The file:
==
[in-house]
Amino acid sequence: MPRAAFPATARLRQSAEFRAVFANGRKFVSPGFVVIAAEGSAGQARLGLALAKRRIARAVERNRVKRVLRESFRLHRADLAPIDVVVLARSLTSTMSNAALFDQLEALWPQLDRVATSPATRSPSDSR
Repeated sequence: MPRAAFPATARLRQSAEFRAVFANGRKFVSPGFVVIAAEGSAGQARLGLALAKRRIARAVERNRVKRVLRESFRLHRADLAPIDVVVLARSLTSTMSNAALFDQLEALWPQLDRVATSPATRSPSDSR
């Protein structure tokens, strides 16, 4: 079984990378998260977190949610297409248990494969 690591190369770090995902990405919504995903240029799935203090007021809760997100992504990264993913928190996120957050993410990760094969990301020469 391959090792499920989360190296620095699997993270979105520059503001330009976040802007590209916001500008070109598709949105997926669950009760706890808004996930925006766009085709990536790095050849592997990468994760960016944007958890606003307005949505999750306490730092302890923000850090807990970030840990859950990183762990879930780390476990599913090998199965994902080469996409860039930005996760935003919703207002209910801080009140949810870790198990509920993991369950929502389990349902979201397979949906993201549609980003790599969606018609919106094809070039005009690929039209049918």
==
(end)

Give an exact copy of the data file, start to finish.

[in-house]
Amino acid sequence: MPRAAFPATARLRQSAEFRAVFANGRKFVSPGFVVIAAEGSAGQARLGLALAKRRIARAVERNRVKRVLRESFRLHRADLAPIDVVVLARSLTSTMSNAALFDQLEALWPQLDRVATSPATRSPSDSR
Repeated sequence: MPRAAFPATARLRQSAEFRAVFANGRKFVSPGFVVIAAEGSAGQARLGLALAKRRIARAVERNRVKRVLRESFRLHRADLAPIDVVVLARSLTSTMSNAALFDQLEALWPQLDRVATSPATRSPSDSR
């Protein structure tokens, strides 16, 4: 079984990378998260977190949610297409248990494969 690591190369770090995902990405919504995903240029799935203090007021809760997100992504990264993913928190996120957050993410990760094969990301020469 391959090792499920989360190296620095699997993270979105520059503001330009976040802007590209916001500008070109598709949105997926669950009760706890808004996930925006766009085709990536790095050849592997990468994760960016944007958890606003307005949505999750306490730092302890923000850090807990970030840990859950990183762990879930780390476990599913090998199965994902080469996409860039930005996760935003919703207002209910801080009140949810870790198990509920993991369950929502389990349902979201397979949906993201549609980003790599969606018609919106094809070039005009690929039209049918």